If mutations generate neoepitopes that confer antigenicity on tumours, why is the correlation between mutational load and response to immune checkpoint blockade so imperfect? There are several factors. The randomness of non-driver mutations in cancer translates to the random generation of peptide epitopes that can be presented by host MHC molecules. Current computational algorithms are highly imperfect in predicting which mutations will generate epitopes recognized by T cells in the host. Despite improvements in recent years, application of current algorithms to cancers with high mutational burden, such as is found in most melanomas and smoking-associated lung cancers, predicts hundreds of possible neoantigenic peptides whereas T cell responses are typically found against very few84,85. For example, recent studies by the Schumacher and Rosenberg groups86,87 have typically identified only 1–3 mutation-associated neoantigens (validated by T cell responses) among the top 30–50 ranked candidates from algorithm predictions. Mass spectrometry of peptides eluted from MHC I molecules on tumours shows that only a small proportion of predicted peptide epitopes are actually found bound in the MHC I groove, indicating that there are additional variables to peptide processing and presentation that are not yet understood. Furthermore, algorithms for predicting MHC II epitope binding are quite poor and thus, the role of CD4 cells (which bind only MHC II molecules) in responding to tumour neoantigens is under-studied. The demonstration of tumour regression after transfer of CD4 T cells generated against an HLA II-restricted tumour neoantigen indeed demonstrates the importance of helper T cell reactivity in antitumour immune responses88. It is also possible that by chance, a single ‘perfect’ antigenic peptide could be generated from a relatively small number of mutations, whereas a large number of mutations might not generate any high-quality antigen peptides. Another variable is the T cell repertoire in the host. If a mutation-associated neoantigenic peptide mimics a self-antigen that has already tolerized T cells (by either deletion or anergy induction), there may be no remaining T cells with functional activity to be unleashed even when immune checkpoints such as PD1–PDL1 are blocked. Furthermore, in a given patient, the proportion of the antitumour immune response conferred by T cells specific for ‘private’ mutation-associated neoantigens versus shared non-mutated tumour-associated antigens — such as self-antigens highly upregulated in tumour cells relative to normal cells — is unknown. In fact, early studies of tumour-reactive T cells from melanoma clearly demonstrated that both types of antitumour reactivity exist in many patients89. Thus, epigenetic mechanisms leading to elevated expression of non-mutated self-antigens could confer high tumour antigenicity despite a low number of mutations; as has been hypothesized for RCC, which is generally responsive to immune checkpoint blockade but typically contains only a modest number of mutations11,12,55. Finally, characteristics of the local TME that influence immune effector function are as important as the antigenicity of the tumour and the repertoire of T cells with tumour reactivity. It is well documented that the TME is highly variable between different cancers even within the same histology; in particular, there are many local immune inhibitory mechanisms ranging from cytokines (for example, interleukin-10 (IL-10) and transforming growth factor-β (TGFβ)) to immune checkpoint ligands to metabolic enzymes (for example, indoleamine 2,3-dioxygenase 1 (IDO1) and arginase)2,15. Thus, if the TME is highly immunosuppressive, even large numbers of tumour neoantigen-specific T cells will not function upon blockade of key immune checkpoints such as PD1 and CTLA4.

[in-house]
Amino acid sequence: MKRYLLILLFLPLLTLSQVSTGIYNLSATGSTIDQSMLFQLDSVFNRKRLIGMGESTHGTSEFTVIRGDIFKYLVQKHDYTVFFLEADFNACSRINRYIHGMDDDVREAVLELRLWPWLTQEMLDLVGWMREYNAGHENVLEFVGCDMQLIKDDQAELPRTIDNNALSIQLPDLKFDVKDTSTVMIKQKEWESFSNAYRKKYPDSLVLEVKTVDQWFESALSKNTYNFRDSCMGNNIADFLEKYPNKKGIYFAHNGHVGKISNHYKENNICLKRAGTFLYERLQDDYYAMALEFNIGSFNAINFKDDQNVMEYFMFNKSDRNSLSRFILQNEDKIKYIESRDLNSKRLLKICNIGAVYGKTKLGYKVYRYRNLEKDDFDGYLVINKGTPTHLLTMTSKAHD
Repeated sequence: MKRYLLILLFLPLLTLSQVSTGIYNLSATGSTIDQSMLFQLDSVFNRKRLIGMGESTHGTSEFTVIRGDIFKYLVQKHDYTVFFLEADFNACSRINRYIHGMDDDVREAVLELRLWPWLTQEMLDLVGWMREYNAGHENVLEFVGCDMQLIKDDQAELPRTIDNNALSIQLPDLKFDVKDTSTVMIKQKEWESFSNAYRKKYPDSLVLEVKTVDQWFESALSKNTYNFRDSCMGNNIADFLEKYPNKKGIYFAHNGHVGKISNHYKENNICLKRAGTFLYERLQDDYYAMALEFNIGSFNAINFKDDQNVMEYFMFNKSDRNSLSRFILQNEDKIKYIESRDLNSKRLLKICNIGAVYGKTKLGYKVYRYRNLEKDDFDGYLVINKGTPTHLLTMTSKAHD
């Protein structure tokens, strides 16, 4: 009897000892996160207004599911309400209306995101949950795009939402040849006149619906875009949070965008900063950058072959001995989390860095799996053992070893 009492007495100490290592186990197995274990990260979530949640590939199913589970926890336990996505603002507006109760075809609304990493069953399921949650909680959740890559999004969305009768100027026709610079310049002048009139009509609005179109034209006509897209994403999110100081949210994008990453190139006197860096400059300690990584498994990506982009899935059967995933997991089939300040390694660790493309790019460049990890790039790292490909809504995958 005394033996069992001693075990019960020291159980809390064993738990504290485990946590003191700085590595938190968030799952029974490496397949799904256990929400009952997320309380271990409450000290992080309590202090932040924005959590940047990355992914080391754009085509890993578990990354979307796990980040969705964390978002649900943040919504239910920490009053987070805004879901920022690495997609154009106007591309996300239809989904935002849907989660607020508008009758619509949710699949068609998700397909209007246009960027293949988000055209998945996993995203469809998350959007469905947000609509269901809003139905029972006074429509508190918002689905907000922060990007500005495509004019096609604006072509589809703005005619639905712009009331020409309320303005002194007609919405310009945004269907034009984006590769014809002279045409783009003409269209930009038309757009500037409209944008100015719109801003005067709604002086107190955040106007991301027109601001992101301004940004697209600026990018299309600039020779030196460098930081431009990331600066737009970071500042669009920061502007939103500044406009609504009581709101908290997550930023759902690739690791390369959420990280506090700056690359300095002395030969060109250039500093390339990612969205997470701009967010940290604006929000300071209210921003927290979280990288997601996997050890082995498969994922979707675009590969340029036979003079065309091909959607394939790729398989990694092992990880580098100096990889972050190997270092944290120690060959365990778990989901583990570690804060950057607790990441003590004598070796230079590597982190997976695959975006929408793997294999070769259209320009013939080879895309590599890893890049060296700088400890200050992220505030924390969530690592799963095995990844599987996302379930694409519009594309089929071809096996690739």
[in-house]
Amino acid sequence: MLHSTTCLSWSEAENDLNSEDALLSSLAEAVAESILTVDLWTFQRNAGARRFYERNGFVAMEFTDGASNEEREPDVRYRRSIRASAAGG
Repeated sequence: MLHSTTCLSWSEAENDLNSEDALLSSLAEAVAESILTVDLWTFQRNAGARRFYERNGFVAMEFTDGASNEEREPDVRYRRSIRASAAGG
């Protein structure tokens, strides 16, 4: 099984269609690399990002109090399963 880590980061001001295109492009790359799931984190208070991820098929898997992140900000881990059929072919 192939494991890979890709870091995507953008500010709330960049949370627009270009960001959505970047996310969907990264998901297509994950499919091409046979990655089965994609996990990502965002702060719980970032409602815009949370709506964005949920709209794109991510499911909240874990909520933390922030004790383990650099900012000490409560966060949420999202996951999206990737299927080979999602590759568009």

DNA MMR-deficient cancers: cancer genetics meets immunotherapy

A specific genetic subset associated with multiple different cancer types that results in log-fold increases in tumour mutational burden has recently been explored for responsiveness to anti-PD1 therapy. This subset is defined by defects in one or more of six genes that encode components of a major DNA mismatch repair complex (MMR complex). This group of genes was originally discovered to contain heterozygous mutations in a familial cancer syndrome termed Lynch syndrome (also known as hereditary non-polyposis CRC (HNPCC))90,91. These genes are also found to be mutated, deleted or epigenetically silenced in a subset of sporadic cancers of many different types besides CRC, including gastric, endometrial, ampullary, duodenal and even prostate cancer. In total, approximately 4% of adult solid malignancies in the United States have an MMR-deficient genotype. Identification of this genetic subset can be made either by detection of microsatellite instability (MSI), a hallmark of MMR-deficient cancers, or by the absence of one of the MMR proteins by IHC. Importantly, MMR-deficient cancers possess between 10- and 100-fold the mutational load of their MMR-proficient counterparts. It was thus hypothesized that because MMR deficiency confers such a vast difference in mutational load, this characteristic would be a dominant factor in antitumour immunity despite the many confounding variables described above. Evidence for this notion came from an analysis of the TME of MSI versus microsatellite stable (MSS) colon cancers. Indeed, MSI colon cancers are highly infiltrated with T cells relative to MSS colon cancers; this difference is seen particularly in respect of CD8 T cells92. CD4 TILs in MSI colon tumours are skewed towards a TH1 phenotype with high IFNγ production, and CD8 T cells display an active cytotoxic lymphocyte phenotype. In keeping with the adaptive resistance concept, MSI tumours express high levels of multiple immune checkpoint molecules, including PD1, PDL1, CTLA4 and lymphocyte activation gene 3 (LAG3). In addition, they express high levels of the IFNγ-inducible immune inhibitory metabolic enzyme IDO1 (REF 56). This type of immune microenvironment is certainly suggestive of a tumour that would be responsive to PD1 pathway blockade.